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Basic Humanity Of The Arts World -- We Hope -- Transcends Race

June 7, 2007

The title of this blog post comes from an article by the San Francisco Chronicle's cultural commentator, Steven Winn which appeared in yesterday's paper. In the article, Winn discusses two recent Bay Area arts scene mishaps which may have (but probably did not) involve a level of racial discrimination.

Winn helpfully summarizes the two stories. I'll quote him directly:

Acting with what they later called unthinking haste (and what others ascribed to unthinking racism), Yoshi's released a 10th anniversary CD last month with no African American performers included. Some people noticed and began talking and e-mailing one another and discussing it on radio. Linked to another story, about the racial composition of the forthcoming Berkeley Downtown Jazz Festival bookings, the news made the front page of The Chronicle. Yoshi's issued an apology the next day and withdrew the CD, which they were selling only on their Web site, and vowed to issue a replacement.

At San Francisco Opera, three days before the opening of "Don Giovanni," soprano Hope Briggs was fired and replaced by Elza van den Heever in the role of Donna Anna. Instead of colluding with management on some face-saving euphemistic excuse, Briggs agreed to the company announcement, that she "was not ultimately suited for the role in this production." Briggs, who is African American, said she did not think race was a factor in her firing, saying instead that she had been given no advance warning that her work was substandard. That, in turn, raised the question of whether the company may have been reluctant to criticize a black singer during rehearsals.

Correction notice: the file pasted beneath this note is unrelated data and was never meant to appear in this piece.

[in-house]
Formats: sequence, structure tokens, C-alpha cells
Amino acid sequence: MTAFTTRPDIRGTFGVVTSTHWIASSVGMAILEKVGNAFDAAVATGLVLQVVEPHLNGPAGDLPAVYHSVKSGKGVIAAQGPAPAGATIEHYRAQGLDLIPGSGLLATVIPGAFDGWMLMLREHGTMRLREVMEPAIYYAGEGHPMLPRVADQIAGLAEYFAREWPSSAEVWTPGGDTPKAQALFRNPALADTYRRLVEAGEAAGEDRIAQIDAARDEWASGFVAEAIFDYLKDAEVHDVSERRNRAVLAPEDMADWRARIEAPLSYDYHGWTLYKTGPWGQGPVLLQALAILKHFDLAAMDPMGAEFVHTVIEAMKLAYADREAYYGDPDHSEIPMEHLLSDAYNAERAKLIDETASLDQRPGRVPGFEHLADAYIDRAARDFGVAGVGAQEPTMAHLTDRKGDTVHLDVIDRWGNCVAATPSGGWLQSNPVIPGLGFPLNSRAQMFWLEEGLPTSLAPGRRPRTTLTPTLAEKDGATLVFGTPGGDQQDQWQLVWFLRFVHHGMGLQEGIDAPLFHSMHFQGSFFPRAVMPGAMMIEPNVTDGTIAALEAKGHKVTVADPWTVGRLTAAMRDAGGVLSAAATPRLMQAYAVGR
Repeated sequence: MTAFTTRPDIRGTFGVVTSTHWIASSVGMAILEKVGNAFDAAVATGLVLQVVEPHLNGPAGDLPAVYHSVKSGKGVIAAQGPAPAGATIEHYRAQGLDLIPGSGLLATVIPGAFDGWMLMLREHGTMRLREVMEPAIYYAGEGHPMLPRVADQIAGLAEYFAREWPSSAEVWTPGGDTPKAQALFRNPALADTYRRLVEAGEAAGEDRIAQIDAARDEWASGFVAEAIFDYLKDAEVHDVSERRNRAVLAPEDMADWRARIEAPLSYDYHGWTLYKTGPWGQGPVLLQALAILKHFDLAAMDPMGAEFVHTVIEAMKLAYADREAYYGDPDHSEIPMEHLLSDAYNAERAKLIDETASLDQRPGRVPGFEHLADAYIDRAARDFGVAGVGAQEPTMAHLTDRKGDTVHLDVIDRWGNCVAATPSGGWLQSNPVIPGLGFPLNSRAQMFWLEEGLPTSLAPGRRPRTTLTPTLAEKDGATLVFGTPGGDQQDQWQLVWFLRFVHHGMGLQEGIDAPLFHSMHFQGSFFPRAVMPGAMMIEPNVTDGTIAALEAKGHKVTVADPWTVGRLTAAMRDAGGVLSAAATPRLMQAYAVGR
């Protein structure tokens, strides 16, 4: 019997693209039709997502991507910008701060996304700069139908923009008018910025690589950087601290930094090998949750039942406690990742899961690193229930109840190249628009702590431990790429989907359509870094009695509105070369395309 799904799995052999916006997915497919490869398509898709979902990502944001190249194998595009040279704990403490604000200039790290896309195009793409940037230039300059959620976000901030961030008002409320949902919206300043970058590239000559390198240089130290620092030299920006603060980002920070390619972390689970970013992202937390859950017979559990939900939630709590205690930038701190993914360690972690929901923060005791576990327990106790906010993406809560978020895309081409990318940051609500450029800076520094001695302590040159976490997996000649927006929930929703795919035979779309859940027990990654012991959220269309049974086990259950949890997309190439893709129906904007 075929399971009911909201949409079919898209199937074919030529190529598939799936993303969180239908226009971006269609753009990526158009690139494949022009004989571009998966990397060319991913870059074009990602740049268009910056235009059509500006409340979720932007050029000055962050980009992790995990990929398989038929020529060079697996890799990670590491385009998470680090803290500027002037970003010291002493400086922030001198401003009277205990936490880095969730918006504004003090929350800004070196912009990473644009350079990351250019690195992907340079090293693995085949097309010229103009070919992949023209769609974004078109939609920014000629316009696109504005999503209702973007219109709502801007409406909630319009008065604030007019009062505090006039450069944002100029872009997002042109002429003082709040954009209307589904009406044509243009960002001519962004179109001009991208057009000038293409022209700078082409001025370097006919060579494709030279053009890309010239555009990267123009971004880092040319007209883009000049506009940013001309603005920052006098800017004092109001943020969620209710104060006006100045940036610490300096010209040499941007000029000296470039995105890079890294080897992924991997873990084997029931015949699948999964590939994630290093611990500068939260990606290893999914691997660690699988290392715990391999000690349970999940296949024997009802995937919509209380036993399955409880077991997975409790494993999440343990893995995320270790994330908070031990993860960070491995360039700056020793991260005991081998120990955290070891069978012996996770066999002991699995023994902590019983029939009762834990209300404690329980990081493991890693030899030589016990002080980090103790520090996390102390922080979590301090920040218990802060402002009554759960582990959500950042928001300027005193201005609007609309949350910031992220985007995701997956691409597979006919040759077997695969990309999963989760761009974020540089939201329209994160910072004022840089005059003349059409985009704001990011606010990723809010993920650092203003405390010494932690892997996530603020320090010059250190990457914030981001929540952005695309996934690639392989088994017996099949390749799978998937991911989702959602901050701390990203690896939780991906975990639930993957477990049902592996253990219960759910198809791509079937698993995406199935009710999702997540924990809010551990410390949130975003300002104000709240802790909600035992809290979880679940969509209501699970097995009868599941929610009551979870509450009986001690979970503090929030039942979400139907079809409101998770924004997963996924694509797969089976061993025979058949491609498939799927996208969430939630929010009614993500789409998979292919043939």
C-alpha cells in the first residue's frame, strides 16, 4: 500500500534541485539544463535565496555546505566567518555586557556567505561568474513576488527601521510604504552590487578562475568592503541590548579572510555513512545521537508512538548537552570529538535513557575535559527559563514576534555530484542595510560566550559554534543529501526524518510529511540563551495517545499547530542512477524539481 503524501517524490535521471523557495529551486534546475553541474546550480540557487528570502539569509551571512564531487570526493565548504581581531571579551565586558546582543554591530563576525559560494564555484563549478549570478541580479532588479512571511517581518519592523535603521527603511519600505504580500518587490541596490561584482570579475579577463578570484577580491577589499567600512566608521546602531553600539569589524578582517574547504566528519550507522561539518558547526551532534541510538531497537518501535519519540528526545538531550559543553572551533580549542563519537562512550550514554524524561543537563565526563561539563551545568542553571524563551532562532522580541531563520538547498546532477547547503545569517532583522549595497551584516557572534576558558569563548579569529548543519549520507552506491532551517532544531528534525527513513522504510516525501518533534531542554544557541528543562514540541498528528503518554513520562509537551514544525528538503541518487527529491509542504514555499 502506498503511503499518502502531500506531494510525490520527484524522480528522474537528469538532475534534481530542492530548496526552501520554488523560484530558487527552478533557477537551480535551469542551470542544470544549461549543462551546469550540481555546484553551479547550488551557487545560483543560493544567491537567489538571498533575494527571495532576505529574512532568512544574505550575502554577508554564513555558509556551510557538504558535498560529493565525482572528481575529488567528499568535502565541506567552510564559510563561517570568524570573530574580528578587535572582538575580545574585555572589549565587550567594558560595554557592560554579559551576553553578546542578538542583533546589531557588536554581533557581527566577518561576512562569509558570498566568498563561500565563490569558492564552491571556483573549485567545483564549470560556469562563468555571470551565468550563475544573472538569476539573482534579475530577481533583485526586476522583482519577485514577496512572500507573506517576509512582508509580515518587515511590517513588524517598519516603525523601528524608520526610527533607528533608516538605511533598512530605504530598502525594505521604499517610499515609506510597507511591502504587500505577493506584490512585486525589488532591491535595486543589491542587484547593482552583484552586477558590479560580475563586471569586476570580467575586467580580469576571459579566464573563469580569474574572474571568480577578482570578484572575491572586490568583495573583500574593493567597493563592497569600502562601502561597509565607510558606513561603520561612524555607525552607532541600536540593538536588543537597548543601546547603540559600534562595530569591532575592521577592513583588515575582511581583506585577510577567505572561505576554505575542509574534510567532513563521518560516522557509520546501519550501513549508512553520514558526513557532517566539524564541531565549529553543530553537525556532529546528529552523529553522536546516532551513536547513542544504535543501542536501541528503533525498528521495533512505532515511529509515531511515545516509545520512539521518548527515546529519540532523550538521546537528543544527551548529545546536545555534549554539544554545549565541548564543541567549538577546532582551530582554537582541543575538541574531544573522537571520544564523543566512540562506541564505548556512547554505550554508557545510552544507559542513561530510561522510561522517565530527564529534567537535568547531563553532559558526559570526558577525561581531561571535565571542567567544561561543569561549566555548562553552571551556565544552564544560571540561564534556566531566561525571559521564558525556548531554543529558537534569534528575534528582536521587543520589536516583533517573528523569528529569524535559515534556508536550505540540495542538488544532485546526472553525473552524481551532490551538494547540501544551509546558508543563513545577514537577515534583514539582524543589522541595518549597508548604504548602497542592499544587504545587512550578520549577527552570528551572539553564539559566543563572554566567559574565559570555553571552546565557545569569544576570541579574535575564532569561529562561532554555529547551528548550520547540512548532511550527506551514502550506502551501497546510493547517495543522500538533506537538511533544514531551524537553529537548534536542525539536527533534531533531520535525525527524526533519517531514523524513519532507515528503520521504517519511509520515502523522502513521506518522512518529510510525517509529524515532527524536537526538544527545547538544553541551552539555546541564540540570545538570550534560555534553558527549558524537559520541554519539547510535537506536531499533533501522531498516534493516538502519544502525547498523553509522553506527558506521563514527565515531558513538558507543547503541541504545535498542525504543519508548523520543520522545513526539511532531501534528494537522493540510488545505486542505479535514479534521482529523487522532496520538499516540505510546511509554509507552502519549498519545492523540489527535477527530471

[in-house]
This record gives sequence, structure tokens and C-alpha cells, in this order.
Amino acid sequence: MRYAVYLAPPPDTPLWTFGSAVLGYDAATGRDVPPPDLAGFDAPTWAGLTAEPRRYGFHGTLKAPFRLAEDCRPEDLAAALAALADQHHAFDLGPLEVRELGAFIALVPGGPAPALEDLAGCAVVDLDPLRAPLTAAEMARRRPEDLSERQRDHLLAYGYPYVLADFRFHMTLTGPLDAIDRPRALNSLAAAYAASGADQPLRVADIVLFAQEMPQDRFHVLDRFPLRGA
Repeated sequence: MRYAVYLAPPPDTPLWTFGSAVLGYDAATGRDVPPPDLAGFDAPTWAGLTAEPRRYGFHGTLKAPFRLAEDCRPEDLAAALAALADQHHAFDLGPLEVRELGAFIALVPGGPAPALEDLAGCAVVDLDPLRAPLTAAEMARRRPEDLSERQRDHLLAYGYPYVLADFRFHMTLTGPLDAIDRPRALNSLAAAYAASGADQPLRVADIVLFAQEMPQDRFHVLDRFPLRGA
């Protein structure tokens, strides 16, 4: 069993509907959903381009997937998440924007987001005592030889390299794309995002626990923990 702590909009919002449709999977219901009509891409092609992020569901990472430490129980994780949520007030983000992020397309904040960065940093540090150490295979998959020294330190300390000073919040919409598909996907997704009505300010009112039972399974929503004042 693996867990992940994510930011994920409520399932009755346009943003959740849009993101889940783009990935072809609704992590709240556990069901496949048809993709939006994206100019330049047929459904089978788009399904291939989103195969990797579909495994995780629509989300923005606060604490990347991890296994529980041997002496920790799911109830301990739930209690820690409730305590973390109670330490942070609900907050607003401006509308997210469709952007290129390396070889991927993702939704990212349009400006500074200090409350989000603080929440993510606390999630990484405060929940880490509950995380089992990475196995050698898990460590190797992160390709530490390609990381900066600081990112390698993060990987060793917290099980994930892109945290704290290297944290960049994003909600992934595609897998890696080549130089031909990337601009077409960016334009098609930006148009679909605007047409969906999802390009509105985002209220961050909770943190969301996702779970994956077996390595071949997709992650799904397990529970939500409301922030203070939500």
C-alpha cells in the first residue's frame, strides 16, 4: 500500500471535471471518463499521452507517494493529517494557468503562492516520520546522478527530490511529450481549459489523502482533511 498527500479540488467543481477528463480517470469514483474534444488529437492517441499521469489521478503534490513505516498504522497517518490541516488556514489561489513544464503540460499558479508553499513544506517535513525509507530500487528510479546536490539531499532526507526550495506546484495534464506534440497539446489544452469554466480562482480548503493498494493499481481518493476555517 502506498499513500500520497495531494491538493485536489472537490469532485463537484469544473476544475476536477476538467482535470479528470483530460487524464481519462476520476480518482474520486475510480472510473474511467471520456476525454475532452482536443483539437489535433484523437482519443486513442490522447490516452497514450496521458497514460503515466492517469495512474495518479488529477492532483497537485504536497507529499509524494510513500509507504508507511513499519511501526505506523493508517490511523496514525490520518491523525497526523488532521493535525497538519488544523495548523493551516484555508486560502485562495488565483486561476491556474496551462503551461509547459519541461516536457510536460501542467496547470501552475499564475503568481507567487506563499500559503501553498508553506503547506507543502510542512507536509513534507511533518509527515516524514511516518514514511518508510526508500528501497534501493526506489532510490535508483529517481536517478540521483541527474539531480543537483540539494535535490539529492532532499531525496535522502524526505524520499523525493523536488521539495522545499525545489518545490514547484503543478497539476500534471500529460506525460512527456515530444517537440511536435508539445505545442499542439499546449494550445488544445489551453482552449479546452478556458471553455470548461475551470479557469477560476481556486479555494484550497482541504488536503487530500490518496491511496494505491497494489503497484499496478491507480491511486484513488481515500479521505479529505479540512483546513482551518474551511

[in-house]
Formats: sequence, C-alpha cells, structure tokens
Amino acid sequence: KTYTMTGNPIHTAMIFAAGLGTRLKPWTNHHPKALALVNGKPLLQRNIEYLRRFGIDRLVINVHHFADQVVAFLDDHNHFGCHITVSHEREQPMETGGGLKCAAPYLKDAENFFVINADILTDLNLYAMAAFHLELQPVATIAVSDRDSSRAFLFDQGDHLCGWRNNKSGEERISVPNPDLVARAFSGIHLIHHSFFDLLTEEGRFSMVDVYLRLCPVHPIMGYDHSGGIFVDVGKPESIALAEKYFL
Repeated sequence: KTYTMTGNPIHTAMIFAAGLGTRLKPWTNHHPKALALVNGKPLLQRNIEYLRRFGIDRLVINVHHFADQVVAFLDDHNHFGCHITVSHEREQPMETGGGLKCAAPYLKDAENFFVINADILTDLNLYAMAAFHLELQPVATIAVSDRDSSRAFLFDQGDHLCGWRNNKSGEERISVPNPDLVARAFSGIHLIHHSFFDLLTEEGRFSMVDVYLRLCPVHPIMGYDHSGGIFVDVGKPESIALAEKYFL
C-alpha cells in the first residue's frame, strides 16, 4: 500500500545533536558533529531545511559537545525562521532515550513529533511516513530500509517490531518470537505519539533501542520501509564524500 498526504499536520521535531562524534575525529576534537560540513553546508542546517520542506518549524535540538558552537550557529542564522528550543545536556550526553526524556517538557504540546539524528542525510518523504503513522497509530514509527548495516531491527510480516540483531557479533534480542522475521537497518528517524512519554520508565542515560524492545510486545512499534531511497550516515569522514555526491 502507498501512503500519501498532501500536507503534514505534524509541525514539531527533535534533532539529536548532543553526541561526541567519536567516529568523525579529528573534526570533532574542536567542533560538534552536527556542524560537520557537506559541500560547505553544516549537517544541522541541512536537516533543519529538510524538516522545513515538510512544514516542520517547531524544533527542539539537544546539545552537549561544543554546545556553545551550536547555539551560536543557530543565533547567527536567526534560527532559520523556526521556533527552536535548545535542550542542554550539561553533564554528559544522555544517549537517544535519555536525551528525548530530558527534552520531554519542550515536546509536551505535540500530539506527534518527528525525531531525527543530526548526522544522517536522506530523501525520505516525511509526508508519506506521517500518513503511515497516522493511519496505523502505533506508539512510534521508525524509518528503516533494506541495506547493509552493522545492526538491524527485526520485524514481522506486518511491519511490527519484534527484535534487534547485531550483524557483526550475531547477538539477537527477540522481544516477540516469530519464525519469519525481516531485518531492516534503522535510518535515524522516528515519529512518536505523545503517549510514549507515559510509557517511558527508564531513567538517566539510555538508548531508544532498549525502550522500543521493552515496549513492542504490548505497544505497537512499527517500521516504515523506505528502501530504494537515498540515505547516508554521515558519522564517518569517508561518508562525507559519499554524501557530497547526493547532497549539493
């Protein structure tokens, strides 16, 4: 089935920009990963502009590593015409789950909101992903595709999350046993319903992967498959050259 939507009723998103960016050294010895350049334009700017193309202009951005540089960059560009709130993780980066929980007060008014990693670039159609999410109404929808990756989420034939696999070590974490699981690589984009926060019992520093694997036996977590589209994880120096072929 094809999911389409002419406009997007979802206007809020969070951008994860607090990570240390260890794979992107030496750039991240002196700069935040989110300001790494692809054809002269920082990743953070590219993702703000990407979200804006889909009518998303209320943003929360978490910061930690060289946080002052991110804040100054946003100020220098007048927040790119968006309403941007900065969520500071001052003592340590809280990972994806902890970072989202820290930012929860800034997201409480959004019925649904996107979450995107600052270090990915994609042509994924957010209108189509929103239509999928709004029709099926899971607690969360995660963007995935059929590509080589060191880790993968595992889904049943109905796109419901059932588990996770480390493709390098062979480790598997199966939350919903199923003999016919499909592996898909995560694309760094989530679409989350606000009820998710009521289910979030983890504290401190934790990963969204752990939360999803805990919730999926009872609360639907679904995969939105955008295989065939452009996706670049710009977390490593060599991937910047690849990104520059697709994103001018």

Winn ends his article with a plea to people to remember what purpose the arts serve: "The arts, we believe, we hope, are different, a realm where we really can connect -- beyond race and class, beyond identity. We shouldn't have to count and keep score and pay attention in that way. But music and the other arts don't change or obliterate who we are. They show us the glimmer, the possibilities, the aspiration. That's why we keep listening -- to the music and maybe, if we're lucky, to each other as well."

Of course, Winn is correct. But what he doesn't go into in his article is the obsession that many artists themselves have with race. The theatre, in particular, is packed with race-related plays each year and public talk-backs about race issues. Artists don't seem to be able to get beyond the most basic debates about skin color in this country, whether it's Anna Deavere Smith creating the Institute on Arts and Civic Dialogue as a forum for the discussion of these ideas, or Equity getting uptight about colorblind casting, or playwrights like Lydia Diamond writing didactic dramas like Voyeurs de Venus.

Until American artists start moving beyond dealing with race in a ham-fisted, remedial way, I think we can expect the petty angers resulting from such incidents as the two that happened in the Bay Area this week to flare up again and again.



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